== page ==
For the first of two mains, we were served fish of the day and I opted for the sole while M went for the monkfish. The impossibly tender, savoury and smoky sole was served with creamed spinach fashioned into ‘garlic cloves’ and peppers shaped into walnuts. This dish clearly played with our expectations and visuals. On the side, I was given two sugar sheets studded with walnut and paprika. A very clever way to introduce a little sweetness, nuttiness and a bit of a kick without actually including it with the sole.
M had the low tide monkfish, an adorable dish that had me squealing at the sight of it! The pillow of monkfish looked like it had been washed up the beach with nori-flavoured ‘seashells’ and ‘corals’ made from heaven-knows-what. I didn’t really have a taste of this because M was still ill, but I did steal a bite of the tender monkfish.
For the meat course, I had lamb ossobuco whilst M went for the pigeon with chia. I don’t have a picture of the pigeon dish as it turned out too blur to be published, but suffice to say that Arzak cured my aversion to gamey pigeon meat. It was very well-seasoned and tender, with none of that rude gamey taste that I’ve come to dislike. The lamb ossobuco was beautifully cooked, moist and very flavoursome. The ossobucco part of the dish really nailed the fun factor, this was actually a potato confit that has been painted to look like a bone section, and the ‘marrow’ in the middle was actually onion and mushroom puree! What a surprise this was for me! Another ‘bone marrow’ was served on the side, this time, a potato confit filled with a sweet zucchini ‘marrow’. Excellent stuff!
We move on to desserts and boy, was I in for a treat. I had the soup & chocolate ‘between vineyards’. Liquid chocolate spheres were nestled in strawberry soup and served with a scoop of basil ice cream. This was amazing, the best dessert I’ve ever had! The chocolate spheres somehow held their own on the plate, and once devoured, burst delightfully like bubbles! I don’t know what kind of NASA technology has gone into this, but oh gosh, I wish there were more spheres for me on that plate! The basil ice cream was wonderfully and strongly flavoured, much to my liking, and it worked very well with the dark chocolate and tangy strawberry sauce. A scoop of strawberry sorbet was served on the side as well. M had the chocolate, spinach and parsley dessert which I didn’t get to try, he cleaned out the dish soon after it was served, so that explains why there aren’t any pictures.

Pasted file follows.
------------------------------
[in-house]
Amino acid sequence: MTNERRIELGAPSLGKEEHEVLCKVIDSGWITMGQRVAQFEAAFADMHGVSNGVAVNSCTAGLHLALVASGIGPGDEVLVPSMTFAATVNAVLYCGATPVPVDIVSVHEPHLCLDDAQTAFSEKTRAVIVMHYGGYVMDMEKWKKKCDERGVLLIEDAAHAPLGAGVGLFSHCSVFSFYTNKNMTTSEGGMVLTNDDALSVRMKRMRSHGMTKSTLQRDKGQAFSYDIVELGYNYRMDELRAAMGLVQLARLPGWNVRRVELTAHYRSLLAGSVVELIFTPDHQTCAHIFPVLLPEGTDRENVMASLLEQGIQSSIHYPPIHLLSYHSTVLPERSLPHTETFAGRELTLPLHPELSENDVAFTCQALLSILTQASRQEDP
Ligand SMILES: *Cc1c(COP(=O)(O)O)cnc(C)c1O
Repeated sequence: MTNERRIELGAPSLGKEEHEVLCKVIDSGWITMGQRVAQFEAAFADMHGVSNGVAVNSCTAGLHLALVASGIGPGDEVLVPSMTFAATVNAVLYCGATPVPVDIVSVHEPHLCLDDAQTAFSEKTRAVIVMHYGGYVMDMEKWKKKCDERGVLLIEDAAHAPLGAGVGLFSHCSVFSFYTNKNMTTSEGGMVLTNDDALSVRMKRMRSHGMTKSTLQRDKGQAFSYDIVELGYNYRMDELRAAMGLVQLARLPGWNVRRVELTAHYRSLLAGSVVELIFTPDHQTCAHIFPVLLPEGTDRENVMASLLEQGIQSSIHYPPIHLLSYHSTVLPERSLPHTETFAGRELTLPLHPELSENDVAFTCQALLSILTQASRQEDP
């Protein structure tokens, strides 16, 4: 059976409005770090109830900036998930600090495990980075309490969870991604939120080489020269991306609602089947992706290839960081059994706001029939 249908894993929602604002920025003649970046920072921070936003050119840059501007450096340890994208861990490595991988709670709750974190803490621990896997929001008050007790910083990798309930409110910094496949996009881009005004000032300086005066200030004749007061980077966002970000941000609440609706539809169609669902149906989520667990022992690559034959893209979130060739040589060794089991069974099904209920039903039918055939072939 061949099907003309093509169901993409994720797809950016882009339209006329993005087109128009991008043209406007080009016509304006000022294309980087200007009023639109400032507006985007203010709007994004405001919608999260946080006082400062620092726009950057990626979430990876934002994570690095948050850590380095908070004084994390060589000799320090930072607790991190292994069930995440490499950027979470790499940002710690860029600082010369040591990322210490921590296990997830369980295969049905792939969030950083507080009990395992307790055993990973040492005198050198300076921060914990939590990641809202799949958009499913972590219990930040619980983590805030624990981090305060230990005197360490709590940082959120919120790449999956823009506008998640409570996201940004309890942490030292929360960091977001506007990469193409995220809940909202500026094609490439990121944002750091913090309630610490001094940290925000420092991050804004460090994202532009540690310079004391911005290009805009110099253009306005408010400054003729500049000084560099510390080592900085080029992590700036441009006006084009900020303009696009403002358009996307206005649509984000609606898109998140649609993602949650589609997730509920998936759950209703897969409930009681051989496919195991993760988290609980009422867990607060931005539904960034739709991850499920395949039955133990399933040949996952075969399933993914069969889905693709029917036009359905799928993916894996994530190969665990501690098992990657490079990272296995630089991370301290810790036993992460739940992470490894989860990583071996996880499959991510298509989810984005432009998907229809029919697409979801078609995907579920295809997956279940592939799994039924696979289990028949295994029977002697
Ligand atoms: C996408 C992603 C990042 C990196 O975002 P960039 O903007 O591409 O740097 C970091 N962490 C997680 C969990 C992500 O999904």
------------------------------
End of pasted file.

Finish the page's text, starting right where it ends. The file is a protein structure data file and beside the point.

For the second dessert, M had the mead & fractal fluid, a name that has given me no clue whatsoever to what it was. The orange squares were actually blocks of lemon curd, and the interesting part came when the waitress poured a red fluid into a bowl of mead. I was incredibly fascinated with the pattern that formed through the mead and I suppose this explained the word ‘fractal’ in the name of this dessert. The pretty fluid was then mixed and poured over the lemon curd. I have no idea how this tastes like, but it was fun to watch.
The second dessert for me was a pistachio and beetroot stone. The ‘stone’ melted in the mouth and seemed to be flavoured with apple puree and plum wine, but I could be wrong. It was sweet in a strange way, and I have to say that beetroot isn’t one of my favourite vegetables, so this dish didn’t work for me. Pity.
Thank goodness, we were served a tasty platter of tools for mignardises to finish of our meal! This was a fun plate to eat, visually exciting and really quite delicious! The bolts were actually good quality dark chocolate bits, and nuts were salted white chocolate blobs that were painted grey. Bottle caps were made of gelatin and topped with pop rocks that sent us into a popping orchestra-like frenzy, and the orange building block pieces were actually mango jellies. The cream-coloured balls were made of a rich paste and studded with tangy pellets. No idea what they were suppose to resemble and what they were made from (overheard: cheese were part of the balls, but I’m not too sure!), but I guess this is part of the fun of having a meal at Arzak!
There were common themes of theatrics and magic molecular gastronomy tricks that ran through the entire meal; in my humble opinion, these are wonderful products of the culinary research the Arzak team has done. A lot of times, we thought we were having something based on the visuals, yet the flavours would take us by surprise. I had lots of fun during this meal and even though I am €200 poorer now (the tasting menu costs €170 per head, and we left tips), I would say I bought an incredible experience with that money. Our meeting with the Arzaks certainly topped this experience, and because of this fantastic meal, I can only say that I’m going to have to save up more for a more prolific dining experience in the upper echelons of the molecular gastronomy world in the far-flung future (because this hobby is just too expensive).
Arzak is located at:
Avenida Alcalde Elosegui, 273, 20015 Donostia-San Sebastián